Headlines and the Predictability of Markets
To our clients and associates,
The main market headline of the first quarter is that the war in Ukraine is increasing inflation concerns in the broader economy. This is happening as the West continues to increase sanctions against commodity-rich Russia. Despite an initial spike in oil of more than 30%, it has nearly returned to pre-invasion levels.
Investors often look at headlines, see the market reaction and then fear the worst. The problem of course is these trends can and often do change.
Take the 2020 Covid selloff. The market bottomed on March 23rd that year, a time when the US only had some 52,000 cases. Predictions of a global pandemic came true and by year end, despite having over 21 million cases in the US, the markets rallied nearly 70% from its lows! In October 2014 news broke that the first case of Ebola had been confirmed in the US. Fears of a deadly pandemic hit the market (sound familiar?) and the market dropped 6% in a week. Fortunately, there never was a true Ebola pandemic, yet over the next 12 months the S&P 500 Total Return was a paltry 0.71%. You would think based on the outcomes of COVID and the Ebola pandemics, the market returns were listed in the wrong periods.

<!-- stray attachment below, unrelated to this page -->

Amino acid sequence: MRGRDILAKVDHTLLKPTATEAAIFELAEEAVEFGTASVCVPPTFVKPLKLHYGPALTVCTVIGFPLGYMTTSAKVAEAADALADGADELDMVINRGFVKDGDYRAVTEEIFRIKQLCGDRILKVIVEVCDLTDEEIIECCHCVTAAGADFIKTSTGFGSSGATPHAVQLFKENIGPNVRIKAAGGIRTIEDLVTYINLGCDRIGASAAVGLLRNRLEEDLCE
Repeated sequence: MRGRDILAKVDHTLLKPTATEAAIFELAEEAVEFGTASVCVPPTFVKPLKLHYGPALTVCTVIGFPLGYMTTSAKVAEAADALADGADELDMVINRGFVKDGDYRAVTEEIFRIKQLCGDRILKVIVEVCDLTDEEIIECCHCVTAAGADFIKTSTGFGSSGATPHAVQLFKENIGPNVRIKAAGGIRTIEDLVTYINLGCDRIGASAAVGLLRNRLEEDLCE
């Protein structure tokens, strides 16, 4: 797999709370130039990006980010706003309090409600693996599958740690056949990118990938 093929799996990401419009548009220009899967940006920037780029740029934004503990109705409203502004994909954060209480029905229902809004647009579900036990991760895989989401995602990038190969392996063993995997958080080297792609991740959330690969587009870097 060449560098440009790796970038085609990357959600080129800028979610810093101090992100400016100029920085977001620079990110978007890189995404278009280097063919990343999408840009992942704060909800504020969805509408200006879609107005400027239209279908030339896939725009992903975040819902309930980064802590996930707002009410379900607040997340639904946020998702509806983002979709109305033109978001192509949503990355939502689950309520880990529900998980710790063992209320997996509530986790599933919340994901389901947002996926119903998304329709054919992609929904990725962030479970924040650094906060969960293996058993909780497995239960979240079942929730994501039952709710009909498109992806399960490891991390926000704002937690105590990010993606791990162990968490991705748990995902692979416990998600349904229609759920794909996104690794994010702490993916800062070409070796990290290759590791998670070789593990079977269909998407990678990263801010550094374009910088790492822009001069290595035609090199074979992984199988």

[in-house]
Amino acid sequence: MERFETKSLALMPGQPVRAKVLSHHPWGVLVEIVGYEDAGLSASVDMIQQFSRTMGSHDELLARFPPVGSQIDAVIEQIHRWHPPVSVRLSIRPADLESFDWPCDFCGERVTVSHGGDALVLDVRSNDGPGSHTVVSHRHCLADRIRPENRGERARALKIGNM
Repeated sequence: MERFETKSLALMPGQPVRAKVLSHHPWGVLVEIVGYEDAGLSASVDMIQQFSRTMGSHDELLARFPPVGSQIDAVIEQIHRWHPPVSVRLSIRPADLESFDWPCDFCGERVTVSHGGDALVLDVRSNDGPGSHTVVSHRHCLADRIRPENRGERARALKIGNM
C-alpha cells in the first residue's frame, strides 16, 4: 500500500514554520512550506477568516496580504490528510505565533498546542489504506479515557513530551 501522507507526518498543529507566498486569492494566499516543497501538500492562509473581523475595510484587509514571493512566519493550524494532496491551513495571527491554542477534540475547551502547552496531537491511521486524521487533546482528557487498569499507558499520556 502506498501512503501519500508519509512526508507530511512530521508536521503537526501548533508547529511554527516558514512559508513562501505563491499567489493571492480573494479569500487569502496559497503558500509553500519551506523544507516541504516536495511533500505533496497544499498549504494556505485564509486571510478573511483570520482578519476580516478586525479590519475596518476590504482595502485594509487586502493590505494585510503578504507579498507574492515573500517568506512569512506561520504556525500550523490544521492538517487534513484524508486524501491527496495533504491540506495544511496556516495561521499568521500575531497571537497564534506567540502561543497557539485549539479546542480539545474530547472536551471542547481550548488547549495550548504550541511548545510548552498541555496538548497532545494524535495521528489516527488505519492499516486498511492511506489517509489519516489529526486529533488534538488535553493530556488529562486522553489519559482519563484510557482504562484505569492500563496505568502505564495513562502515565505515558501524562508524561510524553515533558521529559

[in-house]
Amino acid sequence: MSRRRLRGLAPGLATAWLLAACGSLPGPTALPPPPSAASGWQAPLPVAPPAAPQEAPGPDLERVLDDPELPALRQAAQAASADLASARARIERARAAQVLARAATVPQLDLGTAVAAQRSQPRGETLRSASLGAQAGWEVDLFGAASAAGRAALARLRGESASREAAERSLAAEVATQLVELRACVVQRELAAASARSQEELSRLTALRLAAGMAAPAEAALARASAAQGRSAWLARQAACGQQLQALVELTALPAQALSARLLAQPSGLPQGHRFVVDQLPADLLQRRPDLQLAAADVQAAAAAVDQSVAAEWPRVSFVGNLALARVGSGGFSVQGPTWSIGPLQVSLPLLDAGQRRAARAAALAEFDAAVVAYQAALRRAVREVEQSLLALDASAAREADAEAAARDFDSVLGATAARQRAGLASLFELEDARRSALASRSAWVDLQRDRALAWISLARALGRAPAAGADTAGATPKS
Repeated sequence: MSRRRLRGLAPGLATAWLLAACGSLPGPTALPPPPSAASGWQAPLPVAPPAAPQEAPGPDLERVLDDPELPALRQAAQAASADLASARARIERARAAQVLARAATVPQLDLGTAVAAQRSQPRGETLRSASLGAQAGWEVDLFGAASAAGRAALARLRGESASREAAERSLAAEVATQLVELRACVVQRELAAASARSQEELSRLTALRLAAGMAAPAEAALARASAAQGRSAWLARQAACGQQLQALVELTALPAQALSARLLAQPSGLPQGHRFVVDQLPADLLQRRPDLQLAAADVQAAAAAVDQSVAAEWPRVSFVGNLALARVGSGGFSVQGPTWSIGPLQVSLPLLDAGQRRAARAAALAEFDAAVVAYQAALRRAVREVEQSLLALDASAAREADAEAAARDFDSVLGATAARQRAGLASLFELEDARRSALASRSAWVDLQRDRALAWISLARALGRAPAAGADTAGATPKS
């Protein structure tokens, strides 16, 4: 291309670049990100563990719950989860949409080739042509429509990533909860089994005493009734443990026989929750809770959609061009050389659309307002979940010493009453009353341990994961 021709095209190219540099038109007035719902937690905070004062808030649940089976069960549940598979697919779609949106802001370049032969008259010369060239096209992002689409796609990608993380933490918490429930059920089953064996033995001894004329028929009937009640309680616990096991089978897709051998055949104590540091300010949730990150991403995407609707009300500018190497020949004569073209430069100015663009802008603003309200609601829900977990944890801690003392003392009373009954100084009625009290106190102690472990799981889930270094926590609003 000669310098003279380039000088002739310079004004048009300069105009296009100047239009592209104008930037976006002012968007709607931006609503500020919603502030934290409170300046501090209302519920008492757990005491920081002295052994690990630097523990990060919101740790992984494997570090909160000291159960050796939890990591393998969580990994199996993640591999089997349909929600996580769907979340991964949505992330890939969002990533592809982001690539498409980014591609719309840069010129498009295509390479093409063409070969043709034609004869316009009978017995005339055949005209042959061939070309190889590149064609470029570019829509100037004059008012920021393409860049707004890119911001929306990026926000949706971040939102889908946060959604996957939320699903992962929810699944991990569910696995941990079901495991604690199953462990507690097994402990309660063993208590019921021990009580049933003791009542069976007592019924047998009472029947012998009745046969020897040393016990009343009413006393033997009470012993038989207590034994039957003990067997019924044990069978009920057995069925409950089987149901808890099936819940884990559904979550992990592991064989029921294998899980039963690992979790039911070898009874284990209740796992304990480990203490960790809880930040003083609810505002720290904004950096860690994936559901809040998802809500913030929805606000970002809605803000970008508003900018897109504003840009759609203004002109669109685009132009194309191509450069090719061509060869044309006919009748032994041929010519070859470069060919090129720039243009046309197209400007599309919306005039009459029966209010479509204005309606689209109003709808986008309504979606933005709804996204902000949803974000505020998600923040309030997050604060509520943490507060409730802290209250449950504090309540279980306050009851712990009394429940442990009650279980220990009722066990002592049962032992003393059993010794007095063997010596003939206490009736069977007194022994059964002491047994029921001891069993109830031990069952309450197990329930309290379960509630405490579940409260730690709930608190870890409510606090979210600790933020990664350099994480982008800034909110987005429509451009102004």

How has war historically affected the markets? According to FactSet, from Pearl Harbor to now there have been 12 wars of note (Gulf War, 9/11, Iraq War, etc.).Twelve-months after each war began, the S&P 500 was up 75% of the time with an average return of 8.6%.
History suggests headlines and market volatility can be gut wrenching yet do very little in the way of providing forecasts. Famed investor Peter Lynch said, “The trick is not to learn to trust your gut feelings, but rather to discipline yourself to ignore them.” This is why we recommend staying away from the many market headlines and instead, staying the course.
Wishing you well,
Past performance is not indicative of future performance. Loss of principal and/or loss of portfolio value are possible.